The least privilege model is something of a hot topic these days. As part of the foundation of a cybersecurity paradigm, it can provide a robust and resilient first level of defense against many comment cyberthreats. But what exactly is the principle of least privilege?
Simply put, the principle of least privilege is a security maxim stating that users should be granted access only to the data and resources they require to perform their job. It is also called the principle of minimal privilege, access control principle, and the principle of least authority.
When your company observes the principle of least privilege, you grant users only the bare minimum of privileges in networks, systems, and applications needed to execute their assigned tasks. By establishing the least privilege in the context of a Zero Trust security model, you can significantly reduce the risk of compromise, breach, and illicit access to high-value data.
For example, do your company’s marketing managers need access to your software development environment to do their job? Of course not. Similarly, do your company’s software developers need access to payroll data? No. Following the principle of least privilege, both of those groups of users would have only the access needed for their job functions.
Note that the principle of least privilege applies to all access: not only by humans but also by non-human (machine) users, such as devices, bots, and software applications. In an era of booming demand for credentials and data sharing, threat actors are probing for weaknesses in your network and apps.
Identity sprawl is the downside of easier interoperability that the transition to cloud-based resources offers, so no user should be granted more permissions than those required to execute approved tasks. Anything more increases the cybersecurity exposure gap of an organization.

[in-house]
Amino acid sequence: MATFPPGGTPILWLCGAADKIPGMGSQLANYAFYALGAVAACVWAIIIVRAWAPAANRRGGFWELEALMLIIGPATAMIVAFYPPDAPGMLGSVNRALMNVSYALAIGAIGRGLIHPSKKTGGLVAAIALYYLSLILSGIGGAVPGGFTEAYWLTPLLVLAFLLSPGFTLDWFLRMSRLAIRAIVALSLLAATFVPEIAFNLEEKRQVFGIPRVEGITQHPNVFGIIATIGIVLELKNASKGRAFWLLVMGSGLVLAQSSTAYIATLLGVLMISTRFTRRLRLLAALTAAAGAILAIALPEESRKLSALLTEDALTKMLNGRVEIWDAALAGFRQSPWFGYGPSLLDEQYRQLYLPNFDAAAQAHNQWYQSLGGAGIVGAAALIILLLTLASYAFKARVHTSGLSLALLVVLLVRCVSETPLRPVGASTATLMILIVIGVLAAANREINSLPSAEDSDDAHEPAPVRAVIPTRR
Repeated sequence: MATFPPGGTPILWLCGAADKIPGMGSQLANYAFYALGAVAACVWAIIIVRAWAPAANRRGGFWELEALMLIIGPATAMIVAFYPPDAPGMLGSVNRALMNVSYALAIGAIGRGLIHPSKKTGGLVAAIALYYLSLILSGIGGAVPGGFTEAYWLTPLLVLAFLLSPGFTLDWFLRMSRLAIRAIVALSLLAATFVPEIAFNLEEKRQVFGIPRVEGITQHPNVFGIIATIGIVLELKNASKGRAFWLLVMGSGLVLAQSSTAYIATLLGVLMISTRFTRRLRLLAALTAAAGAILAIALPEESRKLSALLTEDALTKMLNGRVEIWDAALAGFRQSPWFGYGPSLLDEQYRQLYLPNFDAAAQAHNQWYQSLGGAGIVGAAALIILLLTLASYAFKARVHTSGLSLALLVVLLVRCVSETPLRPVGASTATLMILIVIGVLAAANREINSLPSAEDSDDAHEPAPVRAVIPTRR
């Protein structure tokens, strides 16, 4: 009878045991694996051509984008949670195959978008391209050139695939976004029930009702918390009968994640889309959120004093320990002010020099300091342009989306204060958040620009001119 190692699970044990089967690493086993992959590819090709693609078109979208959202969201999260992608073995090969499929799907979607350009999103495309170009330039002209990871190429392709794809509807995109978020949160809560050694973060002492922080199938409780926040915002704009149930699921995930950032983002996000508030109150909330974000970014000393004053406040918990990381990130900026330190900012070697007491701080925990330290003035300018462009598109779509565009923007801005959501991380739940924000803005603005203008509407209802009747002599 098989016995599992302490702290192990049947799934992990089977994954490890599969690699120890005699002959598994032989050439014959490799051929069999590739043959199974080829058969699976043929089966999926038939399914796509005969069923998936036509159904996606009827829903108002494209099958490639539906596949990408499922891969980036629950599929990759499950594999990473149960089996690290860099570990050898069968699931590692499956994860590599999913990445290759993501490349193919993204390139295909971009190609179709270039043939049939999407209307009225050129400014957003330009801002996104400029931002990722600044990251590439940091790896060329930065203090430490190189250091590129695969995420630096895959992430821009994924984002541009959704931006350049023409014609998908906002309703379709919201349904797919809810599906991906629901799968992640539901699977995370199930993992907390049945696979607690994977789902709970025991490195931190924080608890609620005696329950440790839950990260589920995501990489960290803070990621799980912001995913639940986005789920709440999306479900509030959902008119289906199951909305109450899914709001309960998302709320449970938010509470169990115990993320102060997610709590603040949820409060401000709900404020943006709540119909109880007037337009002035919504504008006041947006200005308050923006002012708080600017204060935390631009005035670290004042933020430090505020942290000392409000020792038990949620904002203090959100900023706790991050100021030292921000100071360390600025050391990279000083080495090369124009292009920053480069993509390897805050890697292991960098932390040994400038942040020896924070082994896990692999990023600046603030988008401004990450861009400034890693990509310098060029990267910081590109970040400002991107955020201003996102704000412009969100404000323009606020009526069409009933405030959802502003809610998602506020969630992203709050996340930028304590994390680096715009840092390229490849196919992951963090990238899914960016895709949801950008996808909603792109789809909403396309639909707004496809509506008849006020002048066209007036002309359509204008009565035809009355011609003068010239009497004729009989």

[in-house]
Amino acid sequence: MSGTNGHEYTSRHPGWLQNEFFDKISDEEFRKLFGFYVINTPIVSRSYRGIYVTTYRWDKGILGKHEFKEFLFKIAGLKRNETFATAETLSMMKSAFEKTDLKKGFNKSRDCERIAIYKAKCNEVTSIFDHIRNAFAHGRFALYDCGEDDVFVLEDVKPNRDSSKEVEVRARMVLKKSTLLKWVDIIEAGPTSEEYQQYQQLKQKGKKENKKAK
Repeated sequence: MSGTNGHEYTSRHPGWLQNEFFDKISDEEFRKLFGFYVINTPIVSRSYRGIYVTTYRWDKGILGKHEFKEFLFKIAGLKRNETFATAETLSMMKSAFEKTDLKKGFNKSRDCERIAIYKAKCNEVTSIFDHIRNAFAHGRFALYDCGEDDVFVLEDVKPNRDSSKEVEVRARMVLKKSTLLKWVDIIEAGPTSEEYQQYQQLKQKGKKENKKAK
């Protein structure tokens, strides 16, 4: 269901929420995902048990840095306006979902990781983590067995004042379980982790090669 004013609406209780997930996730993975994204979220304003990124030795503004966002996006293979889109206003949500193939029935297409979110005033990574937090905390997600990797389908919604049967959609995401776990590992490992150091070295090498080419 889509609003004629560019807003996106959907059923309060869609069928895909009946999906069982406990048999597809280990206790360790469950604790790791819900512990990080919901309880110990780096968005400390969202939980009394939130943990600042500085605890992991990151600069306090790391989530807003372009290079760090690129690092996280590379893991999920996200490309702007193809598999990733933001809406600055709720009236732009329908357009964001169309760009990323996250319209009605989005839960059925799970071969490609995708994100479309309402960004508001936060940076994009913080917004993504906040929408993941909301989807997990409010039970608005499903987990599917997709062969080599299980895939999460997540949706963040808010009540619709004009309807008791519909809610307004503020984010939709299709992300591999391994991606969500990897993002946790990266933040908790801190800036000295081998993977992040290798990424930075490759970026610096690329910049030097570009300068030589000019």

If you’re on the fence about embracing a least privilege approach to security in your organization, here are four benefits of following the principle of least privilege:
1. Reduces cyberattack surface and improves security
With many organizations — which could include yours — the attack surface is increasing in size and vulnerability. As digital transformation motivates companies to operate hybrid IT environments and collaborate with contractors and third-party users, the surface continues to grow. Least privilege is intended to keep the surface as small as possible by restricting access and permissions to those who need them. Limiting privileges to only necessary platforms means that a threat actor can use stolen credentials to access and attack fewer systems and applications.
2. Helps stop the spread of malware
Maintaining the principle of least privilege can help to limit the impact of malware attacks. For example, if an employee clicks a link in a phishing email, the attack is limited to the accounts and permissions of that employee and won’t spread too far laterally. However, if that employee has super admin or root access privileges, the attack can spread throughout the entire network. By giving users only the specific permissions, they need, you can be better protected against malware attacks.
3. Improves performance for users and systems
The practice of granting users only the permissions they need leads to improved productivity and fewer troubleshooting requests. And, by narrowing the blast radius of affected applications, it can improve the stability of the organization’s systems in the event of an attack.
4. Streamlines compliance and audits
If your organization collects, stores, and uses sensitive data, you must comply with regulations for handling it properly. Usually, those regulations require that you enforce least-privilege access policies. Limiting access to users in specific roles makes compliance easier. Plus, it’s easier to pass audits when least-privilege policies are implemented, and audit trails are in place for privileged activity.
To learn more about the many ways that organizations can bolster their cybersecurity using a least privilege model, click here.